It’s only a conversation. But the immortal dialogue between God and Moses in Exodus 3 alters history and reveals an over-looked facet of the Almighty. From a blazing fire comes a voice. That voice comes from an intelligent Being. That Being is interacting with a human, conversationally!
When the LORD saw that he turned aside to see, God called to him out of the bush, “Moses, Moses!”
And he said, “Here I am.”
Then He said, “Do not come near; take your sandals off your feet, for the place on which you are standing is holy ground.” And he said, “I am the God of your father, the God of Abraham, the God of Isaac, and the God of Jacob.” And Moses hid his face, for he was afraid to look at God (Exodus 3:4-6).
God is stepping out of Eternity into Time, as an Actor/Participant. This is reflected in the action words ascribed to God in the original text (my emphasis): Saw, called, said, am! As if to underscore his “being,” in verse 6 God uses an archaic Hebrew word אנכי. This form of “I” is declarative. It emphasizes personhood, not just existence.”
Their conversation is not just about God getting the attention of an 80 year old shepherd who tried to free his people from slavery and is now receiving that same assignment from the only One who can truly free them. This conversation is a new level of God revealing Himself. “I see. I hear. I am involved. I am not a vague, amorphous deity in the distant heavens, far removed from human life.”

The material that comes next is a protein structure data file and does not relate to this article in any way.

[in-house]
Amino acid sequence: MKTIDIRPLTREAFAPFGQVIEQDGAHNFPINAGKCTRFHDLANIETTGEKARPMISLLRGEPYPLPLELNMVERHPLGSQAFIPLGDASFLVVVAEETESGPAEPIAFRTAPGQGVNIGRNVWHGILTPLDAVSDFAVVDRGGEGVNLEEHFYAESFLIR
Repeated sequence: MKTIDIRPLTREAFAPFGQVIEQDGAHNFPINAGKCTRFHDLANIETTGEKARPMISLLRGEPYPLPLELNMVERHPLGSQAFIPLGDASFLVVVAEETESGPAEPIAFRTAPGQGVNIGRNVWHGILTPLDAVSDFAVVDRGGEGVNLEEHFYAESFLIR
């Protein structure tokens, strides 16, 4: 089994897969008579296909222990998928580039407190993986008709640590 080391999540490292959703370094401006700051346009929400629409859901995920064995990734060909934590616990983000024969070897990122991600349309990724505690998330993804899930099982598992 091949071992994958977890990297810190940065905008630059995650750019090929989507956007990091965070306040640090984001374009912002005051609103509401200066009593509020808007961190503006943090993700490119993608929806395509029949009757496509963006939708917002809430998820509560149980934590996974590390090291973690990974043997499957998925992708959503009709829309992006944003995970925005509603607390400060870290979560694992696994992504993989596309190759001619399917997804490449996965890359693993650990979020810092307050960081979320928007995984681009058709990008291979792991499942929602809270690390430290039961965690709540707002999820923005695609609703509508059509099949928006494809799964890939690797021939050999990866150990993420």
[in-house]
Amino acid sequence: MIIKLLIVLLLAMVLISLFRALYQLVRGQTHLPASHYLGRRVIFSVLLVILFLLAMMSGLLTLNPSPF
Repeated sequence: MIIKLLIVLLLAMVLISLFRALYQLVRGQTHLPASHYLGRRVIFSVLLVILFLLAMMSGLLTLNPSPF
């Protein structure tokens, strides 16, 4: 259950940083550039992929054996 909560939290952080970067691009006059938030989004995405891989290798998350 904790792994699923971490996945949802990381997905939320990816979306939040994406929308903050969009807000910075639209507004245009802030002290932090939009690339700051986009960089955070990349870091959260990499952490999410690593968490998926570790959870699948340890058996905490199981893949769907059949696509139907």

God says: “I’ve seen the oppression of my people…and have heard their cry, because of their taskmasters, and I know their sorrows. So I’ve come down to deliver them out of the hand of the Egyptians, and to bring them up from that land to a good and large land, to a land flowing with milk and honey…” (Exodus 3:7-8).
All of these are words of activity. Someone must “do” them. What I love here is not only that God is involved, but that He IS (although it’s awkward to ascribe the term to the Eternal Author of the universe)… He is a Person.
After God informs Moses that He’s going to send him to free the Israelites from their miserable slavery, the shell-shocked fellow asks a desperate question.
Moses: And who am I that I should do this?
God: I’ll be totally with you.
Moses: Ooof. Lord, you didn’t even answer the question. Or did you?
Moses: So, when I come to my people to announce this exodus, whom shall I say sent me?”
I love this exchange. First Moses asks, “Who am I?” Then he asks God, “Who are You?”
God: (and here’s the punchline) I AM WHO I AM. Or…I will be what I will be (which comes closer to the Hebrew: אהיה אשר אהיה (Exodus 3:14).
In other words, you are now speaking with ME. I have a name and this is my name forever – past, present and future. The Lord’s assurance of His personal presence empowers Moses and grants a solid inner security in the midst of a daunting task. God chooses to reveal Himself in a new, intensely personal dimension, not known to the Patriarchs (see Exodus 6:3).
Why? Because His ongoing conversational relationship with Moses will be the key to Israel’s supernatural victory over Egyptian idolatry and their inheritance of the promises. Should it be any different for us?